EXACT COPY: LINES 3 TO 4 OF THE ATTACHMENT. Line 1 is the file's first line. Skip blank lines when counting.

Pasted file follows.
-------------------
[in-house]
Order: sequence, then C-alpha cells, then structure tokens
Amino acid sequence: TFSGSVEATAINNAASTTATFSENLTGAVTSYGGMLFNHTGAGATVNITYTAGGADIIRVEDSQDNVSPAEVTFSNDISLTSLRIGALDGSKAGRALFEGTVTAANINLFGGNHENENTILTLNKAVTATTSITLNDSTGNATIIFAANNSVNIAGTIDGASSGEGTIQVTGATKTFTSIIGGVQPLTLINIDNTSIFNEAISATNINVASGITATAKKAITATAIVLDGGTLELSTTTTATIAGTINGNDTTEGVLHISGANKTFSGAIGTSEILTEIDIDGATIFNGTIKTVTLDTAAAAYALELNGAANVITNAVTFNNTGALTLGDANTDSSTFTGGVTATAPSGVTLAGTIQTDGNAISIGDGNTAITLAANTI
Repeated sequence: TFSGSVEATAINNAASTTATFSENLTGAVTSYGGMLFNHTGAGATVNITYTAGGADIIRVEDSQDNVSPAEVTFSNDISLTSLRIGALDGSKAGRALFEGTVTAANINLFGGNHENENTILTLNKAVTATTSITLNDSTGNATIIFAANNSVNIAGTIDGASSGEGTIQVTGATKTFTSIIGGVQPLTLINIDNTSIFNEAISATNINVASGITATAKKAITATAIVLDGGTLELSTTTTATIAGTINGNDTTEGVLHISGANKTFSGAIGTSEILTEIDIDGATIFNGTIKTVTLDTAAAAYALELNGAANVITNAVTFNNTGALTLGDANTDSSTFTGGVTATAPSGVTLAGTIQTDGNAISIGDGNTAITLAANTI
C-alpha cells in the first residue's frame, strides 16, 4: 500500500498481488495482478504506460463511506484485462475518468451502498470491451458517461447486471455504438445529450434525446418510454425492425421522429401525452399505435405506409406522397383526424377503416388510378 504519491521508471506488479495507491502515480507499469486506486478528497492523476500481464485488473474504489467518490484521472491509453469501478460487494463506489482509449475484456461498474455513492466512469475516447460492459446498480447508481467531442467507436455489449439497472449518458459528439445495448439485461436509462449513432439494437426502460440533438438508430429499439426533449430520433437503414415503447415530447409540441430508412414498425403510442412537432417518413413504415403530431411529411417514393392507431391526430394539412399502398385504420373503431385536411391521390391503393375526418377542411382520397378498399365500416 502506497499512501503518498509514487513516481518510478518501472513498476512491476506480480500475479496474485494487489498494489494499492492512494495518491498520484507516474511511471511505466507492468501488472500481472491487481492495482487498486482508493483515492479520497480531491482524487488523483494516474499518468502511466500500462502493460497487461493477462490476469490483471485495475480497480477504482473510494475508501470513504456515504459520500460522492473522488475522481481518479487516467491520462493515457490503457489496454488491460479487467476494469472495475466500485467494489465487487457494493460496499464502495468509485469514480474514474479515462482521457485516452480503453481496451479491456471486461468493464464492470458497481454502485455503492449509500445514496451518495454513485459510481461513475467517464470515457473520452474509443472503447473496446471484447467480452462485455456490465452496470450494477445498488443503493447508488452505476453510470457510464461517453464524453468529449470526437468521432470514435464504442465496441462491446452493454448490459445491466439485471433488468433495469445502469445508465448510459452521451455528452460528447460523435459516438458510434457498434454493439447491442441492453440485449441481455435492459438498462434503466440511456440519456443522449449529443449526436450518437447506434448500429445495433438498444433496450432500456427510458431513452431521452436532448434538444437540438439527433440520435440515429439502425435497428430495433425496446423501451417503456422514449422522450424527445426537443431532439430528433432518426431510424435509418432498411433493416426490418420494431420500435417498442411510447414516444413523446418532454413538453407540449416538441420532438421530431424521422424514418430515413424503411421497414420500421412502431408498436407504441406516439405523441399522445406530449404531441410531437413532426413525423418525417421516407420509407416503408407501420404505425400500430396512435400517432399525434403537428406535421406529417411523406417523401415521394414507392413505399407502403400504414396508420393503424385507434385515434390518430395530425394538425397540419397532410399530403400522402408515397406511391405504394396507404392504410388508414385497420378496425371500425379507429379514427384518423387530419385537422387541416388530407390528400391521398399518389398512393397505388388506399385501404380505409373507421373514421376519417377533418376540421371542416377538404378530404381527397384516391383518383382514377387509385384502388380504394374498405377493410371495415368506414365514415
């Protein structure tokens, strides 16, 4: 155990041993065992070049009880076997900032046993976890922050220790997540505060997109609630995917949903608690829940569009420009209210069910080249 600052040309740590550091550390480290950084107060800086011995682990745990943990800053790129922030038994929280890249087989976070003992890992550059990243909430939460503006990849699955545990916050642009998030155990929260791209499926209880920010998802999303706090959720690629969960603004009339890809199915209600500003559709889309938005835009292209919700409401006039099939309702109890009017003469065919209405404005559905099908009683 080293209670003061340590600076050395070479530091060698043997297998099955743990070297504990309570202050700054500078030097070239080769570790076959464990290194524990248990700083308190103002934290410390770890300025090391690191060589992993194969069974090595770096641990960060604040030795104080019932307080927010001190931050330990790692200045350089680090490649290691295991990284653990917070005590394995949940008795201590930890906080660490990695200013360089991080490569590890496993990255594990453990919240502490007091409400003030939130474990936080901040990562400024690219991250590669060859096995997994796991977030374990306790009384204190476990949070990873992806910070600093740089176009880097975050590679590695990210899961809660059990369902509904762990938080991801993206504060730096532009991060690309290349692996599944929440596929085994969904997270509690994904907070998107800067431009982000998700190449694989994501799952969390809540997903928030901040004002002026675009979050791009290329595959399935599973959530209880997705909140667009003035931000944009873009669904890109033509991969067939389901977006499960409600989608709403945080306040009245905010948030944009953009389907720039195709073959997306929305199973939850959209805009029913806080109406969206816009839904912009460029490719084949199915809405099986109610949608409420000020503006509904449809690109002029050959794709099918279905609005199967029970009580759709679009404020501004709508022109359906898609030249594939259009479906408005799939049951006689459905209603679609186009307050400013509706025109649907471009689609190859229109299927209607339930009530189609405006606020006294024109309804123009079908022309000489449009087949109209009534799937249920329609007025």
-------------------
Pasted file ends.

Amino acid sequence: TFSGSVEATAINNAASTTATFSENLTGAVTSYGGMLFNHTGAGATVNITYTAGGADIIRVEDSQDNVSPAEVTFSNDISLTSLRIGALDGSKAGRALFEGTVTAANINLFGGNHENENTILTLNKAVTATTSITLNDSTGNATIIFAANNSVNIAGTIDGASSGEGTIQVTGATKTFTSIIGGVQPLTLINIDNTSIFNEAISATNINVASGITATAKKAITATAIVLDGGTLELSTTTTATIAGTINGNDTTEGVLHISGANKTFSGAIGTSEILTEIDIDGATIFNGTIKTVTLDTAAAAYALELNGAANVITNAVTFNNTGALTLGDANTDSSTFTGGVTATAPSGVTLAGTIQTDGNAISIGDGNTAITLAANTI
Repeated sequence: TFSGSVEATAINNAASTTATFSENLTGAVTSYGGMLFNHTGAGATVNITYTAGGADIIRVEDSQDNVSPAEVTFSNDISLTSLRIGALDGSKAGRALFEGTVTAANINLFGGNHENENTILTLNKAVTATTSITLNDSTGNATIIFAANNSVNIAGTIDGASSGEGTIQVTGATKTFTSIIGGVQPLTLINIDNTSIFNEAISATNINVASGITATAKKAITATAIVLDGGTLELSTTTTATIAGTINGNDTTEGVLHISGANKTFSGAIGTSEILTEIDIDGATIFNGTIKTVTLDTAAAAYALELNGAANVITNAVTFNNTGALTLGDANTDSSTFTGGVTATAPSGVTLAGTIQTDGNAISIGDGNTAITLAANTI